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January 13, 2022 8 min read

The reverse sit-up, also known as a reverse crunch, is a challenging core exercise that primarily focuses on your rectus abdominis, which is the muscle in your abdomen that mostly influences the look of your six-pack. In this article, we’ll look at some of the best ways of doing reverse sit ups and how to get the most abdominal benefits out of the exercises.

Getting Started With Reverse Sit-Ups

Many personal trainers recommend reverse sit-ups if you want to develop six-pack abs as an impressive muscle group. Reverse sit-ups can challenge your abdominal muscles like few other exercises can. Even if you have been achieving good results with traditional sit-ups, you can still benefit from switching up your workout routine now and then. 

Reverse sit-ups are simple exercises to learn, and this makes them ideal for beginners and experienced gym goers alike. As you get stronger, you can slowly increase the number of reps and sets to keep making the exercise more challenging. Read on to learn more about some of the benefits of a reverse crunch, how to do them correctly, and a few other effective variations. 

Benefits of Reverse Sit-Ups

A reverse sit up or reverse crunch can offer you many of the same benefits you will get from abdominal crunches. However, because your neck and most of your back remain on the ground, the exercise is easier on your spine. Reverse crunches are easy to set up because all you need is your own bodyweight. That means you can do the exercises in a home gym or wherever and whenever you want. Some of the main benefits of a reverse crunch include the following:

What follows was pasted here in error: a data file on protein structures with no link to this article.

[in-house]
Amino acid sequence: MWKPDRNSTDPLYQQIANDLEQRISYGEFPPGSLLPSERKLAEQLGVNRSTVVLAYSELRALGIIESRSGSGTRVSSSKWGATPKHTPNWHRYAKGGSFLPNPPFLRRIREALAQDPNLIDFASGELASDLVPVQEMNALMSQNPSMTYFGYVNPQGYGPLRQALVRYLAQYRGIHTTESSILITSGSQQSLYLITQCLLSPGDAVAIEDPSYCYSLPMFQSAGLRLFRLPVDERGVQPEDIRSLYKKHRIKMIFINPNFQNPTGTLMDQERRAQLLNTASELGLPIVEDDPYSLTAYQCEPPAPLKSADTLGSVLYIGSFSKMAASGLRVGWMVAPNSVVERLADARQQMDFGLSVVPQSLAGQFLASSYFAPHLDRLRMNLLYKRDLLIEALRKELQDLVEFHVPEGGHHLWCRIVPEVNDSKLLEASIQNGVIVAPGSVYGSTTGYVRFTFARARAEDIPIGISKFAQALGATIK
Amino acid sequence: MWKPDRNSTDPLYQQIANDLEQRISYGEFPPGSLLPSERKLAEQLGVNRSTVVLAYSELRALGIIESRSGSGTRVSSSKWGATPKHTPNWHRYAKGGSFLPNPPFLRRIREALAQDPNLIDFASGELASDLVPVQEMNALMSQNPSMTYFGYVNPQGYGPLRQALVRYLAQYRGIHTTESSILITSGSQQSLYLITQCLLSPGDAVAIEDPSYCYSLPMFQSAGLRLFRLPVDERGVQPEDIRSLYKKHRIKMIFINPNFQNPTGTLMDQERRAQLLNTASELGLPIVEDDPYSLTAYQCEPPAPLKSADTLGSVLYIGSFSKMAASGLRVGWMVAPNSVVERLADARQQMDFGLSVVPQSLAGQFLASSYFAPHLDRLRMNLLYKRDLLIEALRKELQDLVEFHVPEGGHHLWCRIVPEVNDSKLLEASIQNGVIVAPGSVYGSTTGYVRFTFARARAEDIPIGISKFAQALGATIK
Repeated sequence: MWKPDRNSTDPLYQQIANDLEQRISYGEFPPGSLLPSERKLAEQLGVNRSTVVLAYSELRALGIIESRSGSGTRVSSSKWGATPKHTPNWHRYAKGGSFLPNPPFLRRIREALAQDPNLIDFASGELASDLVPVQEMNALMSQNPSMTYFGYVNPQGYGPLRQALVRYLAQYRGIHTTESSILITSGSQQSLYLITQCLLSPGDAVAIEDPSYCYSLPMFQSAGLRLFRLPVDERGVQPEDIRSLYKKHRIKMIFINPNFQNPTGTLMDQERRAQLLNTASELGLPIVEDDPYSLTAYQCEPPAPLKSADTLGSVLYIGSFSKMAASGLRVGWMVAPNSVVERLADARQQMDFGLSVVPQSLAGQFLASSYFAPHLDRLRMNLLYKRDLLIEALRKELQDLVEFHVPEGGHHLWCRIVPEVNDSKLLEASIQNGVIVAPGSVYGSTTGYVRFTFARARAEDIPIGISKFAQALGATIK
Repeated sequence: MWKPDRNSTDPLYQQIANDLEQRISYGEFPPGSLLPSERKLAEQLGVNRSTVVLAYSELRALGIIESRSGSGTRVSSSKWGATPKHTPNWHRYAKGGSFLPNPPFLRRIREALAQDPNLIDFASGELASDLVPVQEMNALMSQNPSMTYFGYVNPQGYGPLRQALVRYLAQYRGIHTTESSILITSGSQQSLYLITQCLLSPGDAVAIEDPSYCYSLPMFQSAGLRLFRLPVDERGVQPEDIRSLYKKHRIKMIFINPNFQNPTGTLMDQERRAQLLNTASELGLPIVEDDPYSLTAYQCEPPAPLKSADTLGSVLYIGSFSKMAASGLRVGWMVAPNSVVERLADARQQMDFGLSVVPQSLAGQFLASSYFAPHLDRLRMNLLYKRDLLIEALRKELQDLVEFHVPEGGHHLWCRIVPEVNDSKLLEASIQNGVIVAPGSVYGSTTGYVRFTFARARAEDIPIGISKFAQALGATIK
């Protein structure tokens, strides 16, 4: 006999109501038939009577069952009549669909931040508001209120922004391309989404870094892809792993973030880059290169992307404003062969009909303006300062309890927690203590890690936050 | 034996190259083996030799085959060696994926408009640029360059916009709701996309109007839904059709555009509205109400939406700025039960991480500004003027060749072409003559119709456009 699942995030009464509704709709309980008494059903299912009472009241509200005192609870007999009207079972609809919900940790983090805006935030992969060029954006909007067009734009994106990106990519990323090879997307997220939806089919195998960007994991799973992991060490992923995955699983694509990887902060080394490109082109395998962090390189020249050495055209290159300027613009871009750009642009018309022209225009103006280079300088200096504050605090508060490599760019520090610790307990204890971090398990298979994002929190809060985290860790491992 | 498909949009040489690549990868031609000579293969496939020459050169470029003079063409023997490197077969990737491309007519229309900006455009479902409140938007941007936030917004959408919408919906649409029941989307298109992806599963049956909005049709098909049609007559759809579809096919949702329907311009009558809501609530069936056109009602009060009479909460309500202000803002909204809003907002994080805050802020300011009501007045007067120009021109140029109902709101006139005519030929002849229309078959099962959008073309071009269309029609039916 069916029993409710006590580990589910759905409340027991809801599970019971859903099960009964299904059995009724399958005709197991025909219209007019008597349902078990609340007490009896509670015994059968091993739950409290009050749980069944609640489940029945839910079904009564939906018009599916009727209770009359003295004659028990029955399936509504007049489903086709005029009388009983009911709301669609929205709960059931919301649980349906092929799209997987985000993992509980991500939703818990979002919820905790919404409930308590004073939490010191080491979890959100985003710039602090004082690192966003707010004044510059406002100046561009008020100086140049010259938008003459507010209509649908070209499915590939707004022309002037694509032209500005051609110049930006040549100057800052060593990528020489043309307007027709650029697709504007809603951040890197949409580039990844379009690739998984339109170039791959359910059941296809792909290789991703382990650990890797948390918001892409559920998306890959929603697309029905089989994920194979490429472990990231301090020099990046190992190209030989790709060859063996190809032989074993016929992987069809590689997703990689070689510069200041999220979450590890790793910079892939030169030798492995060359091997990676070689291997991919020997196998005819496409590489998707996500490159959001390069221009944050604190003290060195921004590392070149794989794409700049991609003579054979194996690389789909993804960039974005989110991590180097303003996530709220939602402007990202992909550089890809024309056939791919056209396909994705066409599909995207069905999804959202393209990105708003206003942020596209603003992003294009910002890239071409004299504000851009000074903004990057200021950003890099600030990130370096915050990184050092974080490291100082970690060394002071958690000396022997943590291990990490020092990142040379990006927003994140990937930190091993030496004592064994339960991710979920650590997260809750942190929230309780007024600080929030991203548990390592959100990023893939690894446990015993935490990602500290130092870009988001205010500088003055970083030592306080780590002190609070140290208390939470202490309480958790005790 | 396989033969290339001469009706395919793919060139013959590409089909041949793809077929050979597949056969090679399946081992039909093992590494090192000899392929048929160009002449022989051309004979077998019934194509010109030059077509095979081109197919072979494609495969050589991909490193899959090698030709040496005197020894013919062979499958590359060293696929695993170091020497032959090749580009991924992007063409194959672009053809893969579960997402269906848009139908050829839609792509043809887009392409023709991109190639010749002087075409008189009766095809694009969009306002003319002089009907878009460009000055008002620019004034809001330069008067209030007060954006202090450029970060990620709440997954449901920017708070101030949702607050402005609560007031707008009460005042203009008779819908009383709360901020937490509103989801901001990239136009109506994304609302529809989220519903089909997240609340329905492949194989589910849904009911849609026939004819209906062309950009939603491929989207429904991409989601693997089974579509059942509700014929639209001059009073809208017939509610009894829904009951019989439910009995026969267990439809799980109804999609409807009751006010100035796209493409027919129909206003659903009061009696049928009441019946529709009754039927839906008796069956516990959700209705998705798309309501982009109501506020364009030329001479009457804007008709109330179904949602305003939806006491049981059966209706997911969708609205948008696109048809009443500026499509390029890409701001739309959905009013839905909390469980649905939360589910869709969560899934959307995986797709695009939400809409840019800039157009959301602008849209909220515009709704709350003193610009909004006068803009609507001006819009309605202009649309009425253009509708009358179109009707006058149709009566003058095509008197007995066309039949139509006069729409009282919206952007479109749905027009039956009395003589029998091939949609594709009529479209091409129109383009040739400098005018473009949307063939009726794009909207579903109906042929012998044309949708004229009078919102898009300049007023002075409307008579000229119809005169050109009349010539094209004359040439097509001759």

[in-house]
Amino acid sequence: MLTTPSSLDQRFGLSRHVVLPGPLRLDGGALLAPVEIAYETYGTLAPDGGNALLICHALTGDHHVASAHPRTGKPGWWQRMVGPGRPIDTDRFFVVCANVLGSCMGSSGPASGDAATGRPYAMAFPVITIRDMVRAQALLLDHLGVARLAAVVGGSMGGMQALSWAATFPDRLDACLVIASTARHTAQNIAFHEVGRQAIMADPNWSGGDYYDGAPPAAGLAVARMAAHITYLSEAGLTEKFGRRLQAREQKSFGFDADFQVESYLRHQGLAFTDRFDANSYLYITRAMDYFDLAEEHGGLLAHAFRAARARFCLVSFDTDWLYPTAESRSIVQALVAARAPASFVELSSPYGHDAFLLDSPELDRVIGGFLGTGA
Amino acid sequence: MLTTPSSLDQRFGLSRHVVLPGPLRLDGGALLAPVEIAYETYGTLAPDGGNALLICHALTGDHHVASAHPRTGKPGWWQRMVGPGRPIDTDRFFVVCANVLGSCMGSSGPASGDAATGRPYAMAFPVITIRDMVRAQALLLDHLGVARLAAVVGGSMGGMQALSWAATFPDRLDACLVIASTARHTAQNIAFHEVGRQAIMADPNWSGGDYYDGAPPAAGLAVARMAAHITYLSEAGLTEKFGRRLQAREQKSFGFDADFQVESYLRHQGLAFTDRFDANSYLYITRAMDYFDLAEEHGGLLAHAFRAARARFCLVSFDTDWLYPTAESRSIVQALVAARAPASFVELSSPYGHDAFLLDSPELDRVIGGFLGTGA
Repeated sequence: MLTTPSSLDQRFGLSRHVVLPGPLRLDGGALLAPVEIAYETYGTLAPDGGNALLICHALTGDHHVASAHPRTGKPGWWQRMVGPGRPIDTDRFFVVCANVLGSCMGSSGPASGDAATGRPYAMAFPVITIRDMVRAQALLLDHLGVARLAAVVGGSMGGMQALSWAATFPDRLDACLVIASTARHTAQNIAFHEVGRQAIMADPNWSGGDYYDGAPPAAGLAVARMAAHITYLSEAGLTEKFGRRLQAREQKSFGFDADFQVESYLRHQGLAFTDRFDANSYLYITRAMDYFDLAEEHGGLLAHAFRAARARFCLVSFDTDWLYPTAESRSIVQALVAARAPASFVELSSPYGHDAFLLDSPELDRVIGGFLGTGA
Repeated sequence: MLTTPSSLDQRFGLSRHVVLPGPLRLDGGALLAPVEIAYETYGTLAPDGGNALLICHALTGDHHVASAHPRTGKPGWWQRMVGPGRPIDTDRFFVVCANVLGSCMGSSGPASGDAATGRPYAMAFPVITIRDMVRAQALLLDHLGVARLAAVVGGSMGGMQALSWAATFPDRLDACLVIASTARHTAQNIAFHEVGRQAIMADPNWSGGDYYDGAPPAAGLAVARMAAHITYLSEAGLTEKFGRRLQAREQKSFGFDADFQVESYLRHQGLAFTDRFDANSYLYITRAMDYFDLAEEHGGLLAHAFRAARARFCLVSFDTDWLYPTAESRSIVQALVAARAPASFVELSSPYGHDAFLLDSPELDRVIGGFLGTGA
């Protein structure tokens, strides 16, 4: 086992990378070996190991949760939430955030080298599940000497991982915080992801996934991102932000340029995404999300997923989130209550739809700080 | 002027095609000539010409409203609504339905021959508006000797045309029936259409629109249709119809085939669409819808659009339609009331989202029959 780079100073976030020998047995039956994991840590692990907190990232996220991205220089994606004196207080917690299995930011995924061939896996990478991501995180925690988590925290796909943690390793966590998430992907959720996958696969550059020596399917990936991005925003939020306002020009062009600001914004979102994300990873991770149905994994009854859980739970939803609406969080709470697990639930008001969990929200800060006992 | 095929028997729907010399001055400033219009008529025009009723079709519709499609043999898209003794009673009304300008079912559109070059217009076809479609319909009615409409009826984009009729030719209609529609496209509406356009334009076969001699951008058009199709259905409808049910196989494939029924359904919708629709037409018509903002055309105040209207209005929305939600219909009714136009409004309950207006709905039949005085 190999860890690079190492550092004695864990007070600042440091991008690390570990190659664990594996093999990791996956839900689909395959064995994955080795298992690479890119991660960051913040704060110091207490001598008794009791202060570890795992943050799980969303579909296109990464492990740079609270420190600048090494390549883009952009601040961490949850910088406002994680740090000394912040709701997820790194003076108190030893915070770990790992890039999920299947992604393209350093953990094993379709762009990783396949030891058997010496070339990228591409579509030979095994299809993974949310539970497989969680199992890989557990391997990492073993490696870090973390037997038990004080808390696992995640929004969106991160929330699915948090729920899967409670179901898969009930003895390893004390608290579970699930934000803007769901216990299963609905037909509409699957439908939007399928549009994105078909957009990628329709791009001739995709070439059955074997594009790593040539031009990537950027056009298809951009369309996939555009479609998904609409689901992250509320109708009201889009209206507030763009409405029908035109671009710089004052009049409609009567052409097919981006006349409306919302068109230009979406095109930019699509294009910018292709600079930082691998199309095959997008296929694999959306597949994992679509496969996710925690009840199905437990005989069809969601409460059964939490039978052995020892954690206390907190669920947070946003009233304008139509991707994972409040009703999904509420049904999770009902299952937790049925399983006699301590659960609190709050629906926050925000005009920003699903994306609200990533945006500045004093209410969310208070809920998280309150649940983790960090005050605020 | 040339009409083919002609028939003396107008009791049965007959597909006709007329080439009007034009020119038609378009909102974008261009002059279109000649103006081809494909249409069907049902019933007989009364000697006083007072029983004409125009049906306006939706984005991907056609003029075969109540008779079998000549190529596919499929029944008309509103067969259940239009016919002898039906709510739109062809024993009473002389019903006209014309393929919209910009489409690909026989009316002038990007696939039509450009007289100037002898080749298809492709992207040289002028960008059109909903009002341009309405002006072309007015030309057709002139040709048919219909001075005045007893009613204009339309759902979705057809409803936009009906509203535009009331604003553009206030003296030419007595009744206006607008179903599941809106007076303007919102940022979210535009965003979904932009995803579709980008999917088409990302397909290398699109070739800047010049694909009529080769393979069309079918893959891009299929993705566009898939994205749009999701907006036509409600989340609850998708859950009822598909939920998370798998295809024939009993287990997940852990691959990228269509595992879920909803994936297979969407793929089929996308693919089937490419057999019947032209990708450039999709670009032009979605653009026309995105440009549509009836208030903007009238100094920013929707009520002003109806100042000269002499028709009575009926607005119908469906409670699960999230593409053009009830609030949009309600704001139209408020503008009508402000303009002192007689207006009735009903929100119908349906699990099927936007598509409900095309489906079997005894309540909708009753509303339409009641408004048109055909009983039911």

• Strengthening your rectus abdominis:  The reverse crunch primarily works your rectus abdominis or six-pack. The main function of this muscle is to flex your trunk and spine. Working the lower abdominal muscles is more difficult than the upper abs because stored fat is harder to burn in the lower abs. It also takes more time for those muscles to be visible. Keep in mind that reverse crunches also activate your transverse abdominis, the deep muscle below your abdominals, and your external obliques.
  • Taking strain off your neck: You might have discovered that whenever you are doing sit-ups and crunches, it soon becomes tempting to try to pull your neck forward with your arms. The reverse crunch keeps your neck out of a vulnerable position and your head flat on the ground. 
  • Less stress on your back than crunches: Reducing how far your spine bends forward during crunches reduces the force on your spinal discs. Since reverse crunches flex your spine less than traditional crunches, they are easier on your back. Some people risk injuries by performing sit-ups with the wrong form. Traditional sit-ups may cause neck or back discomfort. Performing reverse crunches will allow your spine a more comfortable position, either on the floor or from a hanging position. You will also use your legs for all the exercises which will ensure the focus shifts towards the lower part of your torso.